Welcome to our first installment of Road Trip 2020, a two-week trip from Knoxville to Gettysburg to the Eastern Shore and back! Unable to stay home and indoors for months at a time, we decided to break out and try road tripping — just the two of us navigating the backroads, old roads, and places off the beaten path trying to see America while staying healthy in the time of coronavirus.
Our route took us out of Knoxville on I-40 up to Bristol, Virginia, where we left the interstate behind to follow Highway 11. This historic highway, extending 1,645 miles from New Orleans, Louisiana, to Rouses Point, New York, served as a conduit past farmlands, through small towns formed along old stage coach routes and some of the prettiest scenic land in the eastern part of the U. S. — the Shenandoah Valley.
We took few pictures, concentrating mainly on the freedom of traveling by car and the calming presence of farm animals, vast fields of corn, and old, somewhat modest homes still serving small-town populations. When we needed a break, state-operated rest stops welcomed us to their rest rooms. (Be aware: Most had closed off their lobbies and ceased distribution of travel brochures and maps.)
If you’ve never driven this route but you love antiques, quaint homes, and little shops, we can recommend stops in Abingdon to check out the Barter Theatre (check first to see if they’ve re-opened), ride your bikes along the Virginia Creeper Trail, and stay at the Martha Washington Inn & Spa. Other favorite small Virginia towns we love to visit are Wytheville, Radford, Roanoke, and Hollins where pretty, old homes and small colleges await.
One regret we have about our road trip on Hwy. 11 was not booking a night at The Georges in Lexington, Virginia, home of Washington and Lee University and Virginia Military Institute. But after an unplanned stop at the Lexington Visitor Center (highly recommend) where the volunteer told us about its new honor — being named by Travel and Leisure as the No. 2 small hotel in the U. S., we decided another trip just may be in the works.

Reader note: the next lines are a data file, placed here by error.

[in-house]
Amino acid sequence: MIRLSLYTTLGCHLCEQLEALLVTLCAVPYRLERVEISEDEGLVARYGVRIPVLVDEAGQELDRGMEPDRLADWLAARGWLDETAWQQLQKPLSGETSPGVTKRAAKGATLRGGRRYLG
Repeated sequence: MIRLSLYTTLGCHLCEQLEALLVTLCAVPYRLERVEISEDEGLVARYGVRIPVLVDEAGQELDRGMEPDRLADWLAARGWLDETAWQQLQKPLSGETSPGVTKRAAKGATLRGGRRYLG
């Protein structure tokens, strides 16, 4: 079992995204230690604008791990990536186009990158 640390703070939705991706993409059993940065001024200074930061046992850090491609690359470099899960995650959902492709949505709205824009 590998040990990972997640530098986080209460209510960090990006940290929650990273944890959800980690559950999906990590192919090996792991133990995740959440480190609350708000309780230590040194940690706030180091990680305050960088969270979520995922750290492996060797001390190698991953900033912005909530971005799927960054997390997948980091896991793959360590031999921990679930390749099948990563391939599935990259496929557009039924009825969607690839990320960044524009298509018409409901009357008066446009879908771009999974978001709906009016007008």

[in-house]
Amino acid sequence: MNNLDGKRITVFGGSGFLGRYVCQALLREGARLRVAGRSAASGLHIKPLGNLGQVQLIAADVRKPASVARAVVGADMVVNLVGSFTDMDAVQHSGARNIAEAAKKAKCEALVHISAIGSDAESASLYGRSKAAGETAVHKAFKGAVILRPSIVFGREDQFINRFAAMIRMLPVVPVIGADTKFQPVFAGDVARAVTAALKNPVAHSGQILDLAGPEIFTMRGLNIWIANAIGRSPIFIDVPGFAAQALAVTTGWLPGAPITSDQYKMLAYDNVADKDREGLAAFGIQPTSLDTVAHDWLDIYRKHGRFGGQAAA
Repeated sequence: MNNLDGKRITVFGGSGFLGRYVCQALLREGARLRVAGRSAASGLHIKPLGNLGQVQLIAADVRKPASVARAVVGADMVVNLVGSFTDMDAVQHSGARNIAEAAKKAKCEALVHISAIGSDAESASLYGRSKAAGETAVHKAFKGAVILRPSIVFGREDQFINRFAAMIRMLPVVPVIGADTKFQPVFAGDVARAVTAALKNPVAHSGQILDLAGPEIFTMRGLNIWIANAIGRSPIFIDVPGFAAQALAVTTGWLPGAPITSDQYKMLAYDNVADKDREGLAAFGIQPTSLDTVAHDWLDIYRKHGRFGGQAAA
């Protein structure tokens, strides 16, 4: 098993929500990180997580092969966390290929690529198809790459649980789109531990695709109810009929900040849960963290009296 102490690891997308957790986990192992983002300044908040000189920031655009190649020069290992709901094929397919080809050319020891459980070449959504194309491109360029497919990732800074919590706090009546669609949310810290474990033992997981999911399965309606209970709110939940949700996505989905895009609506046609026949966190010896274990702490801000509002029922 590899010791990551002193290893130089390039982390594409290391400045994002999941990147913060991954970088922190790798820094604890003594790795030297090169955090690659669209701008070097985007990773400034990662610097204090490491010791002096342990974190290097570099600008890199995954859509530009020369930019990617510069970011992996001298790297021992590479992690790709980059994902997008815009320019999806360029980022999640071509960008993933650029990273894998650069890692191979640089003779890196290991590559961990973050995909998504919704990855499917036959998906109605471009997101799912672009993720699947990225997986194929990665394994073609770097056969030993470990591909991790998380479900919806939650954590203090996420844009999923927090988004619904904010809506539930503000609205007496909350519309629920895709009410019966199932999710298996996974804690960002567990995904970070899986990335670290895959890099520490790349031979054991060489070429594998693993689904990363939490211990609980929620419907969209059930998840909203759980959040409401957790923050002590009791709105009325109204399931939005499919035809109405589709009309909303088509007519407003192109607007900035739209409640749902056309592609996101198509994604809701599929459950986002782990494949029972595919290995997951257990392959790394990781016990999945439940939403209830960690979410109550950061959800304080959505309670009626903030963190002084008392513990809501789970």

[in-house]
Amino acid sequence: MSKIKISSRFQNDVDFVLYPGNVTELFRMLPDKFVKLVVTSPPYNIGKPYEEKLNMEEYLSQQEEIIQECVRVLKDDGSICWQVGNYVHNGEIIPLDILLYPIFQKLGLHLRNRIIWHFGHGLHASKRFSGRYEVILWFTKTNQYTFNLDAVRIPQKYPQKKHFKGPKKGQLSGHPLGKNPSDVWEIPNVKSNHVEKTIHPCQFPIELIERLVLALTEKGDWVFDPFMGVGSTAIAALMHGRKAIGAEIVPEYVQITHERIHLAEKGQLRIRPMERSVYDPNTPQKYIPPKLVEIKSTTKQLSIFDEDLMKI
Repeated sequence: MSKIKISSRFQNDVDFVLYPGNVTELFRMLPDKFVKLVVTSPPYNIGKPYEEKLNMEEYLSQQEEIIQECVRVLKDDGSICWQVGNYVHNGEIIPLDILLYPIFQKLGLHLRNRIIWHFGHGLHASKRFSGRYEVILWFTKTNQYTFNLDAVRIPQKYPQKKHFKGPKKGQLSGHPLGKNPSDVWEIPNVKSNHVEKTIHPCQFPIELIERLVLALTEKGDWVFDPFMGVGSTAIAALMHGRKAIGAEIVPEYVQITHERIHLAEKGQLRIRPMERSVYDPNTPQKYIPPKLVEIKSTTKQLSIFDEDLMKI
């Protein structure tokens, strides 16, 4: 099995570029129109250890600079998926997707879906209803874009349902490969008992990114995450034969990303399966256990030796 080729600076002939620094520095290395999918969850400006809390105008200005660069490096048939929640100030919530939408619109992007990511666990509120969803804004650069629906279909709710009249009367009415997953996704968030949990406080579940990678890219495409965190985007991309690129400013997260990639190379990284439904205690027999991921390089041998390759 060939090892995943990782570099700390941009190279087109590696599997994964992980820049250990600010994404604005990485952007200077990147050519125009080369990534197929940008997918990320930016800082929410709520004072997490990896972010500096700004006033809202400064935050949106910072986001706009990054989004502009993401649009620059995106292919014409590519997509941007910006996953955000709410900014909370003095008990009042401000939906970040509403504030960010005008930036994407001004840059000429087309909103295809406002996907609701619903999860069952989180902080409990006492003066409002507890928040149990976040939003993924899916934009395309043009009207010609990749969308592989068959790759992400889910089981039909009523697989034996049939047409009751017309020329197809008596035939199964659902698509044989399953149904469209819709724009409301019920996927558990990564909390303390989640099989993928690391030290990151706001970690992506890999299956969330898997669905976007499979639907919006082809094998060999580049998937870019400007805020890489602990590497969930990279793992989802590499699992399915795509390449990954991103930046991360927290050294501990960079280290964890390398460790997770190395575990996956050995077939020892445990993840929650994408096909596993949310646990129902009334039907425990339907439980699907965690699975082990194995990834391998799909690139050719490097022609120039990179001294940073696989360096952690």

After a quick drive through a town we’d visited years ago — Brownsburg, Virginia — to visit Old South Antiques (regrettably now closed) — we headed to our destination: Staunton, Virginia. We agree with their website: Staunton is a perfect base for visiting the area. But be sure to check out the Travel Advisory for what’s open, what’s not.
Staunton is a town of delightful old buildings and tight city streets flanked by shops, churches and restaurants. Blu Point Seafood served up my first (but not my last) crab cake of the trip, and Frederick House, where we stayed for two nights, dazzled us with breakfast served by the innkeepers. The menu, printed on the mug, offered almost too many choices, but we forced ourselves to eat every bite of something really good: Granola with Yogurt and Fruit for me; Homemade Waffle for Bert.
That good breakfast helped us walk through Mary Baldwin University, up and down steps to check out the lovely campus of painted yellow buildings and stately architecture.
It was the owner of Frederick House who gave us two valuable suggestions for what to see next (Can you tell we’re serendipitous travelers at heart?): Pebble Hall, a wildflower farm in nearby Weyers Cave, and Harpers Ferry National Historic Park at the confluence of the Potomac and Shenandoah rivers. Our next two posts will feature these great places to see!
Hope you’ll join us as we wend our way up Hwy. 11 for more sights to see. And if you’ve traveled this area, let us know your favorite memories of life in the Shenandoah Valley.
Traveling the old routes,
Rusha & Bert